Raleigh-Durham International Airport
Raleigh-Durham International Airport goes first class by standardizing with 32"–65" large-format NEC displays.
- Facility: Raleigh-Durham International Airport
- Location: Central North Carolina
- Challenge: Transition from CRT and static signage to dynamic digital signage
- Solution: 32” - 65” NEC LCDs
- Date: December 2008
Raleigh-Durham International Airport (RDU) is located in central North Carolina, home to the world-renowned Research Triangle Park and leading universities and medical facilities. Ten major airlines operate from the airport’s two terminals and provide daily non-stop service to 36 domestic and international destinations. More than 100,000 tons of cargo passes through the airport each year.
In fall 2008, RDU opened the first phase of its newest terminal. Terminal 2 features 19 boarding gates, 26 shops and restaurants, and three international gates. The second phase of the terminal will open in winter 2011. When completed, the $570 million terminal will be nearly one million square feet. RDU's other passenger facility, Terminal 1, features 23 boarding gates and 24 shops and restaurants.
With more than 10 million passengers traveling through its gates in 2007, RDU needed communication tools capable of constant use. From advertising to flight information display systems (FIDS), RDU had an extensive list of requirements for its 5000-acre property. Additionally, its desire to standardize on displays across all areas of the airport meant that RDU needed a manufacturer capable of providing a broad offering of products at an affordable price.
Over recent years, RDU has become a high-traffic environment with more than 400 arrivals and departures each day. With this incredibly busy setting, every indoor public place of the airport required some sort of display solution. Traditionally, RDU used static signs to display wayfinding information or advertising and utilized CRT displays for its FIDS, gate area information and baggage claim area.
“The airport signage lacked uniformity and made it difficult for us to coordinate materials throughout the large space,” said Mark Posner, deputy airport director of information services for RDU and primary decision maker for this project. “With a new advertising contract, we wanted to offer our clients the ability to advertise with vibrant, active signage.”
The goal in this process was to standardize the displays and rid RDU of the multiple display brands being used. The airport needed a product family that provided reliability, energy efficiency and ease of use. Another requirement of the product was to exhibit similar design and cutting-edge technology appeal as the new terminal 2 building. In this 24/7 environment, failure to effectively display crucial information was not an option as displays posted time-critical data to travelers. With multitudes of areas to cover, including FIDS, marketing, visual paging, multiple access cable television (MATV), wayfinding, gate area displays with specific flight information, baggage claim and more, Posner wanted solutions that were easy to maintain and operate.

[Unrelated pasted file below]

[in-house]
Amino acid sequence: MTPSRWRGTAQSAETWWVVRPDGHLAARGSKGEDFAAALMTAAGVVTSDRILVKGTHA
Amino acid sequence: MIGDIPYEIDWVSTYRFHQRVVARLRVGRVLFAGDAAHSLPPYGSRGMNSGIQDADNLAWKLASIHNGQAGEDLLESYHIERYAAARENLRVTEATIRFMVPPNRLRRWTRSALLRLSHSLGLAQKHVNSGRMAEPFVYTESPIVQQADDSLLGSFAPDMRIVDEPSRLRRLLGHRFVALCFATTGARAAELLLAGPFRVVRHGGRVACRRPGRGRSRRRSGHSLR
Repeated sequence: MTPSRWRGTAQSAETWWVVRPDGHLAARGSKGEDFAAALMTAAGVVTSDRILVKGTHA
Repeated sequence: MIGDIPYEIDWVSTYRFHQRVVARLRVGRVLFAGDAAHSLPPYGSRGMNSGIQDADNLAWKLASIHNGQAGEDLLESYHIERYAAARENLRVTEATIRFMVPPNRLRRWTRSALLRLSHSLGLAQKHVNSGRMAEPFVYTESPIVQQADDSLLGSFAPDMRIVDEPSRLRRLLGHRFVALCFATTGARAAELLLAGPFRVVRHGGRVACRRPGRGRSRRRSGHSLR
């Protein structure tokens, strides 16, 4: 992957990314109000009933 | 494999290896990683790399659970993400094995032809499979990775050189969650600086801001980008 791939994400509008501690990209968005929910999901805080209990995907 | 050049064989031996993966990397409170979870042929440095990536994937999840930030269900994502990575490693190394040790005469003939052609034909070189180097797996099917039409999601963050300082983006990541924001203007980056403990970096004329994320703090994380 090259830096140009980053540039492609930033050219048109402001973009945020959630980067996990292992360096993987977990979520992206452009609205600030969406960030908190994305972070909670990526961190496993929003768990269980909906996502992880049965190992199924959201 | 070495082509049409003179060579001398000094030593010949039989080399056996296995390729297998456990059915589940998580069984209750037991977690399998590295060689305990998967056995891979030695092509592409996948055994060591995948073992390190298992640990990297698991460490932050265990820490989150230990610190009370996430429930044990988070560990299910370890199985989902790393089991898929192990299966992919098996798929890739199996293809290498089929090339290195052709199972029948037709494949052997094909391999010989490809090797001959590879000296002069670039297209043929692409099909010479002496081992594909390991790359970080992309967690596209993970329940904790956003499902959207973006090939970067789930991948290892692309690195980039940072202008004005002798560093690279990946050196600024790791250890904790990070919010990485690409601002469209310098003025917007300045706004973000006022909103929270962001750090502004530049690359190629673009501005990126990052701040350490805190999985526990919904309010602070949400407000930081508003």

“A key requirement for our new display provider was a company that could provide a family of feature-rich displays incorporating a variety of sizes,” said Posner. “We have an abundance of areas requiring displays, with a need for monitors as small as 32” and as large as a video wall with displays in a matrix configuration.”
To find out which manufacturer could best fulfill RDU’s needs, the Airport Authority coordinated an in-house demonstration in which RDU evaluated multiple vendors’ products. The testing included technical analysis of the displays and incorporated situational testing to see how the displays would react in certain conditions.
After the evaluation period in October of 2007, NEC was selected as the new display standard at RDU. The award-winning MultiSync® 20 Series displays gave the airport what it was looking for. The displays’ low failure rate combined with NEC's superior customer service support aided in its selection, as well as the displays' ability to adjust according to the various light conditions throughout the airport. After RDU completes installations in 2010, it will have purchased 50 65" MultiSync LCD6520 units, 150 57" LCD5710s, 150 46" LCD4620-AVTs and 40 32" LCD3210s. Being in the same family, these displays offer the same features and capabilities, allowing RDU the flexibility it needs to operate a multi-functioning digital signage system.
“I have found that NEC’s products are easy to use and integrate,” said Posner. “I really liked the look of the sleek, non-obtrusive quality of the thin bezel in the MultiSync 20 Series displays, especially when tiled together in a video wall matrix. It really catches your attention, and that is exactly what the airport needed.”
RDU operates all screens from one central location, which enables its Information Services team to centrally monitor and manage the health and status of each individual screen. The airport is able to completely control all aspects of the signage, from power functionality to content management from a single location, on the Airport Authority’s content management system.
“NEC offers the three things I value most: a low total cost of ownership, a standardized look and feel, and broad offering of a variety of products to fit our needs,” said Posner. “Our switch to digital was made easier by all those I worked with at NEC.”